Stories of this Canadian girl's adventures exploring Europe & beyond...join me!

Thursday, May 9, 2013

princess pov

She came into the palace stateroom early. All morning she had been restless in anticipation of the hours ahead. As she walked through the double doors which were opened for her, a light breeze touched her face, billowing her long, blonde hair in one soft movement; surprising her. She stopped and noticed all of the adults standing silently around the room. They seemed antsy too; checking watches, straightening ties, touching necklaces in that unsure-if-it’s-still-on way, flattening invisible wrinkles in skirts, and patting hair ensuring not a single strand had run amok. The air was charged, but silent, as if live wires were running through it and any minute they would explode. She smiled a cheeky, nine-year-old’s smile, thinking it was actually all a bit funny.

The flash of her aunt’s camera caught her attention and she turned to see Mabel standing at the long row of large windows. With her right hand she was taking a photo, while the left one held the gauze curtains just slightly to the side. As the girl came up to her, she could see the sight which Mabel was photographing. The entire square below was a sea of orange! She gasped a little. So many people. All wearing orange crowns, orange t-shirts and holding orange signs reading, “Dag Beatrix!”, “Hallo Willem!

“Wow, how cool,” she whispered to her aunt, thinking she still shouldn’t make any noise. Mabel leaned down to her, and with a grin said, “I just posted the photo to twitter-the people sure seem happy today.” The girl continued peeking out at the crowd, then she lifted her hand and holding the curtain away with one hand, but keeping her head behind it, she began to wave. All of a sudden, through the gauze, she saw the people begin to wave; frantically, happily! Arms swinging wildly back and forth. The huge crowd didn’t make a sound, they just waved. “Look,” she said to Mabel, “they’re all waving back!” And then it hit her, “they’re waiting for me.”

Half an hour later, the girl and her two sisters were sitting on embroidered, velvet chairs, in their matching sunflower-yellow dresses, with blue headbands keeping their straight blond hair in check.  Their chairs were placed in a row, in front of the windows facing the large oval table around which every chair was taken. On the far side of the table, facing them was their father, mother and grandmother. An open book, about the size Moses’s Ten Commandments tablets was placed in front of her grandmother. The entire room was silent as they watched Queen Beatrix sign her name. Beatrix looked at her son sitting next to her and with proud, wrinkled eyes, she smiled and slid the heavy book over for him to sign. All of a sudden, behind her outside, the girl heard a thundering roar erupt from the crowd below. She looked behind her and then back to her parents. Their faces were wide with smiles, hearing the cheers and hollering. Beatrix squeezed Willem’s hand and he took his wife’s, and the three of them enjoyed this moment for which he had been preparing for his entire life. The people were ecstatic. They had a new king.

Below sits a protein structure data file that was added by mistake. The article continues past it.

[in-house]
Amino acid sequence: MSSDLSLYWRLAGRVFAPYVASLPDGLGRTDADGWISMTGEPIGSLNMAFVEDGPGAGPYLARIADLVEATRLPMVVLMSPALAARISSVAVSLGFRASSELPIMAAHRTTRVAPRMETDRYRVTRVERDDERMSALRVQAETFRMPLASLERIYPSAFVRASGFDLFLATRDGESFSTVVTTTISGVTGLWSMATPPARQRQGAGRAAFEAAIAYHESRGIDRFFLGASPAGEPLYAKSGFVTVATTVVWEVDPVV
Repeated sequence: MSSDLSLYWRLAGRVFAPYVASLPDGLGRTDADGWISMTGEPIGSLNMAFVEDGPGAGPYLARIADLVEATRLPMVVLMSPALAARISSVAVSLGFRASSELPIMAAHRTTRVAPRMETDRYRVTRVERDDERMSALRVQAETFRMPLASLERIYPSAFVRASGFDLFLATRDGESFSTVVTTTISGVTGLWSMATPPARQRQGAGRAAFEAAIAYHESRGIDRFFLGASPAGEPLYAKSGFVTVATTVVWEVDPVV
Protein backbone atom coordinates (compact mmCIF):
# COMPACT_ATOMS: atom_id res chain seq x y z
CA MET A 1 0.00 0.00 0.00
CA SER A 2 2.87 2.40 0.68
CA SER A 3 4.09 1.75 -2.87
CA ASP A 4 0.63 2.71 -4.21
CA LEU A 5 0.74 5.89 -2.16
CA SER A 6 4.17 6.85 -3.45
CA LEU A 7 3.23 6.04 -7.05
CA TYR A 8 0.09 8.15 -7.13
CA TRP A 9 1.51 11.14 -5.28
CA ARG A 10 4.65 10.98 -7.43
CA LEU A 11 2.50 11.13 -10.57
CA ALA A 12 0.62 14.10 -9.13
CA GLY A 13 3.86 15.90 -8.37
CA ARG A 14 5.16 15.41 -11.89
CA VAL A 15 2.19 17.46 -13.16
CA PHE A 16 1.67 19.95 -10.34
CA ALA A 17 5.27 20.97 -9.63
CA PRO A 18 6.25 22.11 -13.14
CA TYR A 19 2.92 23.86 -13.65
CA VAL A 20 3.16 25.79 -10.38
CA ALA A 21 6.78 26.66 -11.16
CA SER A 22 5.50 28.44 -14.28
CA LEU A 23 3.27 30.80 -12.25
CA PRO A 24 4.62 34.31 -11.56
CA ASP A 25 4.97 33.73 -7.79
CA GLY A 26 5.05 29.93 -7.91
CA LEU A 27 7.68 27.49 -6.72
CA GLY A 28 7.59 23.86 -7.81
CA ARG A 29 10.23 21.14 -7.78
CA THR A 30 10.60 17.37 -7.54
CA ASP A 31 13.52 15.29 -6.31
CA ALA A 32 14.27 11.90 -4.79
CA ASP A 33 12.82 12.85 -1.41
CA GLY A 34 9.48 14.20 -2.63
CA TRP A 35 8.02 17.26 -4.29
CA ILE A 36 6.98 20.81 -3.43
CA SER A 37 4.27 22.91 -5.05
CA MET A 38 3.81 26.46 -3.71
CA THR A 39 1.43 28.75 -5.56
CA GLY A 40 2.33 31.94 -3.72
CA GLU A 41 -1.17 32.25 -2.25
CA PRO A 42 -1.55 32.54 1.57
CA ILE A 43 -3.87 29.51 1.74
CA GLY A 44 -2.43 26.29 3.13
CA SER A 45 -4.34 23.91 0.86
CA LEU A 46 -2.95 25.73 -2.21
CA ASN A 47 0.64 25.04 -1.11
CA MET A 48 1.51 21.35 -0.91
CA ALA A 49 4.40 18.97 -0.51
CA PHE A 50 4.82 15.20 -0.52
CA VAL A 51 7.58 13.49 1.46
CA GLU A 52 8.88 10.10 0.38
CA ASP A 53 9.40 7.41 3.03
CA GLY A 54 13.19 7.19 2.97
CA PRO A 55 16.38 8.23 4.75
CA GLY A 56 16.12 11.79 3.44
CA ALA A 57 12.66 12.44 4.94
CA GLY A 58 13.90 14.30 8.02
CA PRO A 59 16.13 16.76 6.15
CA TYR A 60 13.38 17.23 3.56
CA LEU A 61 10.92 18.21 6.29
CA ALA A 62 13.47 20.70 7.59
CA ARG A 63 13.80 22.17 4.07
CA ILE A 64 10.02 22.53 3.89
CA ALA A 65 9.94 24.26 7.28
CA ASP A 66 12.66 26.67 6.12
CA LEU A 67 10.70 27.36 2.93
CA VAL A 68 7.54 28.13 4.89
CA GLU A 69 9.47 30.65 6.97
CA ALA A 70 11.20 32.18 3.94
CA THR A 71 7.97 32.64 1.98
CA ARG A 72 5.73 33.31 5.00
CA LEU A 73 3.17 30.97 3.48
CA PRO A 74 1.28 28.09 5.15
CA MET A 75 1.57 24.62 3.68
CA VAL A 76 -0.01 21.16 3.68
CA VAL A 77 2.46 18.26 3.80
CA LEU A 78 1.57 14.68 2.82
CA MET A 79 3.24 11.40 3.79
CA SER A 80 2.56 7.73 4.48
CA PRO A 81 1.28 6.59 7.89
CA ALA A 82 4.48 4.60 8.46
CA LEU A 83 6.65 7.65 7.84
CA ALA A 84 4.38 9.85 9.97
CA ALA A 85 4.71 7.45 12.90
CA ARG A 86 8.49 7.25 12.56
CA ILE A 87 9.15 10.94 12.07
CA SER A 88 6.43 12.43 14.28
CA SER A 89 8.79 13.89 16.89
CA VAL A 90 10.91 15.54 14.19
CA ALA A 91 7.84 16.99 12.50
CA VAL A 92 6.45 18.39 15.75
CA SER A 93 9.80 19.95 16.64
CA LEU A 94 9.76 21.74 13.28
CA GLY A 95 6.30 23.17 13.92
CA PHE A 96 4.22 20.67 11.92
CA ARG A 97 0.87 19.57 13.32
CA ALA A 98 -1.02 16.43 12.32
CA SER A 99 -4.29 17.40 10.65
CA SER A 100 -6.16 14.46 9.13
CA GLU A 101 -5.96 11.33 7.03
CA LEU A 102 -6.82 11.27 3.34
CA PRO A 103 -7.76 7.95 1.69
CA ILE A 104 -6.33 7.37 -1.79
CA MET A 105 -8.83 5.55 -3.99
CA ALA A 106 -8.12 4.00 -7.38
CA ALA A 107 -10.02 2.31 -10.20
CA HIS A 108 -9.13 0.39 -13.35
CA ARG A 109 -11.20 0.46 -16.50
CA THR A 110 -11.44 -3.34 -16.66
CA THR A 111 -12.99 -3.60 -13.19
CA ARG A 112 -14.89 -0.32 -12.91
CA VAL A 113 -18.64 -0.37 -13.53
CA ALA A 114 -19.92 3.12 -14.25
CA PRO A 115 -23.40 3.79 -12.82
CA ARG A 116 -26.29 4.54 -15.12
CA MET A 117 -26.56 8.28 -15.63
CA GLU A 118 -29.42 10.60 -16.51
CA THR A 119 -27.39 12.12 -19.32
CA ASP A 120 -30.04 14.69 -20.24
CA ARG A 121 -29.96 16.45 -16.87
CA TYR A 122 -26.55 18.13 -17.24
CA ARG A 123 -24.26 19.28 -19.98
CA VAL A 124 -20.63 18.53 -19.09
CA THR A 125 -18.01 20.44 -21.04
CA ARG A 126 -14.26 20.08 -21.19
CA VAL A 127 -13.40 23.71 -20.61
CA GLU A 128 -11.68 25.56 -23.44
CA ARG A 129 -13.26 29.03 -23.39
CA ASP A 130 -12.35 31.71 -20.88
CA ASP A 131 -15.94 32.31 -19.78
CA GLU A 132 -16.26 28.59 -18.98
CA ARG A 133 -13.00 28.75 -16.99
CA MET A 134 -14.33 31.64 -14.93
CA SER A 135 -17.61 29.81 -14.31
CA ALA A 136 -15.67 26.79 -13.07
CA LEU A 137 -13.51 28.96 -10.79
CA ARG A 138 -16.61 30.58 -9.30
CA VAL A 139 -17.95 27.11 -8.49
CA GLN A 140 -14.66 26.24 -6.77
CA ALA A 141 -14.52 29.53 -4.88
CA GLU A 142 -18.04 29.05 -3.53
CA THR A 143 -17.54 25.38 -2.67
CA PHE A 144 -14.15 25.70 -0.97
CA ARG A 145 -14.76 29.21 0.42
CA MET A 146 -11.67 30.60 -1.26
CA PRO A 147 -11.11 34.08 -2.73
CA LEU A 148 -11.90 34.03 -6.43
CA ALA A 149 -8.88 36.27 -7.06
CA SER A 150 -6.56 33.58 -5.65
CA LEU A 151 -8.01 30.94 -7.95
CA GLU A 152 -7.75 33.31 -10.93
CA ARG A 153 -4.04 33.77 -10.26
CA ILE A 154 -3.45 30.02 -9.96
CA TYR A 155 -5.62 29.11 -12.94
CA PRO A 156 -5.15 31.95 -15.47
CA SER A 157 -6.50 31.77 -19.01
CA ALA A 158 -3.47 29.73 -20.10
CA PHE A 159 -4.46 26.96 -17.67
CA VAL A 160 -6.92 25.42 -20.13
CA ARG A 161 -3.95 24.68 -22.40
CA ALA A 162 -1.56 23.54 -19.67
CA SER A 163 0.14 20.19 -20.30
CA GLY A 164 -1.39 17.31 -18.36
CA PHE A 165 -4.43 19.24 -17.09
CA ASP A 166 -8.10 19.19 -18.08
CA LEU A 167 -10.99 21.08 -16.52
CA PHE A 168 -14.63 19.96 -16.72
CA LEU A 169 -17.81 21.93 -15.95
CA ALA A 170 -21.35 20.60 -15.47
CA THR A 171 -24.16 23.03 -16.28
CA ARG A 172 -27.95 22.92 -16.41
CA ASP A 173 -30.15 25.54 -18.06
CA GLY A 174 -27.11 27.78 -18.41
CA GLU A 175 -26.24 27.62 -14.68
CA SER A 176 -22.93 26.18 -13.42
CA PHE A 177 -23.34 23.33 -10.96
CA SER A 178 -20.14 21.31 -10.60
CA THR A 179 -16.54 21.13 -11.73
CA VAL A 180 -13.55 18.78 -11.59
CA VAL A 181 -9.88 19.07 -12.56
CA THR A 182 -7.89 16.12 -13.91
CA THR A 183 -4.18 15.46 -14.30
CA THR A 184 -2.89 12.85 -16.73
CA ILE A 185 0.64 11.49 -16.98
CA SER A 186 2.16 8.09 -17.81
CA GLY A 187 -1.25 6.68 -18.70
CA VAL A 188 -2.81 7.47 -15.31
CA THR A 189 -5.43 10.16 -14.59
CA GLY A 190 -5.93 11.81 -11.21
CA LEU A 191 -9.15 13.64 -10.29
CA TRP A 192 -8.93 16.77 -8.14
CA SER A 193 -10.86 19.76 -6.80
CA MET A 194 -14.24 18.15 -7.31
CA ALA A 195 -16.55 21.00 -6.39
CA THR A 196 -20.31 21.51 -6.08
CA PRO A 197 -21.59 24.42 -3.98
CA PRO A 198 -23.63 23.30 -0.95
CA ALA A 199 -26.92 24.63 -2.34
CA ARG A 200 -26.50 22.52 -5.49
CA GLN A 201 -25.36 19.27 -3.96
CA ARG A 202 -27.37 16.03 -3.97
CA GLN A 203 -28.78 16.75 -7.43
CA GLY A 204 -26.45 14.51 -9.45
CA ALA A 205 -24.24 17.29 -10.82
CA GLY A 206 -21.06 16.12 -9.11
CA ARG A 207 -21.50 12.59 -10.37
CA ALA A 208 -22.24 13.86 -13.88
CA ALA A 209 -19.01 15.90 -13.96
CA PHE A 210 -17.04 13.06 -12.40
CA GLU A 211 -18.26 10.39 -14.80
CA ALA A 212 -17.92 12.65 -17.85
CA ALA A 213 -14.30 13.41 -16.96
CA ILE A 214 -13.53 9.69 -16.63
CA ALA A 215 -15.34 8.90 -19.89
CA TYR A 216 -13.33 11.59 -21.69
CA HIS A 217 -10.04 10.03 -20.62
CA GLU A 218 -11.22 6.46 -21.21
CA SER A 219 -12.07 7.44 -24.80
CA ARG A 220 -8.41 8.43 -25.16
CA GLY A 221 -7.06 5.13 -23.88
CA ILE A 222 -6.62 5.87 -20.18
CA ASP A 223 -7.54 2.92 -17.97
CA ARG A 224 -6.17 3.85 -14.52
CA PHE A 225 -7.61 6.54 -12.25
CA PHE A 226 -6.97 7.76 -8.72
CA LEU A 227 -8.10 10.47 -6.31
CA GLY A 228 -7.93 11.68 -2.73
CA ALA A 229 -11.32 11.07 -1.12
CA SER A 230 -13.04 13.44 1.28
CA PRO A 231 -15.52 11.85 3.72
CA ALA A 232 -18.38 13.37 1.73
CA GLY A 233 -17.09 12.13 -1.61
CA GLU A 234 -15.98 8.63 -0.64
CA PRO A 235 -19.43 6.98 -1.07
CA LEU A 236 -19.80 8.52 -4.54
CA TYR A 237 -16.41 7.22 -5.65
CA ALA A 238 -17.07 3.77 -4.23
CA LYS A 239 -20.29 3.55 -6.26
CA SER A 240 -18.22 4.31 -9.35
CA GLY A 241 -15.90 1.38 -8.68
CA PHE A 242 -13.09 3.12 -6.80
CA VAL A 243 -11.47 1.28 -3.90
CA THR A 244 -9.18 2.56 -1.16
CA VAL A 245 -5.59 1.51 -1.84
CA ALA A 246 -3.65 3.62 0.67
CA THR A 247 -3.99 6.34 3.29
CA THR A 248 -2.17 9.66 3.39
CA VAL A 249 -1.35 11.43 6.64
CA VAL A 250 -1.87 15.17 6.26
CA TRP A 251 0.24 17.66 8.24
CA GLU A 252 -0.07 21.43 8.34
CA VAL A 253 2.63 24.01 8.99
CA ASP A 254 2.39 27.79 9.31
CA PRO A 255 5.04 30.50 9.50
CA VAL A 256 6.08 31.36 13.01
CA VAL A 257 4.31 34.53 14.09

Last night, before her parents had left for the Queen’s last dinner, she had asked her father, “Papa, how long are you going to be king?” He looked at her in surprise, smiling and said, “I’m not sure. Why are you asking?” “Well, I want to plan, that’s all. I want to know when I’m up.” He gave a chuckle, and just shook his head. “I’ll let you know, don’t worry.”

After everyone around the table had added their signatures, the girl watched as her grandmother and her parents rose from the table. Her mother and father came over to them and the girls jumped up and threw their arms around them. As the balcony doors were opened, the noise from the crowd was deafening. Her parents straightened themselves out; Maxima reapplied lipstick and Willem took a sip of water from a glass handed to him by the valet. She watched as her parents and her grandmother went out onto the balcony, amid the roaring of the crowd. And then, she heard her grandmother’s strong voice, as it carried over the square, “I would like to introduce to you, King Willem-Alexander. King of the Netherlands.”

The girl waited..and waited. It seemed like an eternity. Finally, her grandmother came back into the room, eyes searching and then setting on her’s, “Amalia.”

She didn’t think it could be possible, but as she and her sisters stepped out into the fresh air, the tens of thousands of people in the square cheered even louder. She laughed a little in the shock of it. Then she began to wave and wave and wave and wave. The crowd waved back, flags were flying, and millions of cameras were being held high, pointing at them. Her father, standing behind her, put his hand on her shoulder and squeezed it gently. The five of them stood in that moment, waving with gusto, eyes full of light, and wearing big, bright smiles. The waving continued and she remembered all of the things her mother had said to her over the past few days. Wave and smile, wave and smile. But all she wanted to think about was someday it will be her turn. I am the crown princess.

I started celebrating my birthday early this year. I figured why not kick things off by joining the biggest party I could find. So, I did, but instead of a birthday hat I wore a black fascinator.  And, along with fancy black pants and boots, I packed by bag with my notebook and camera and boarded the train for Amsterdam. Little did I know that I would be hopelessly under-dressed.  It seems that the one million other visitors for the king’s coronation had all agreed to wear the same thing. Every man, woman, child, and even one or two dogs were wearing some sort of orange crown. Big balloon crowns, mini headband crowns; glitzy, floppy, paper and plastic crowns. And all I had were feathers.


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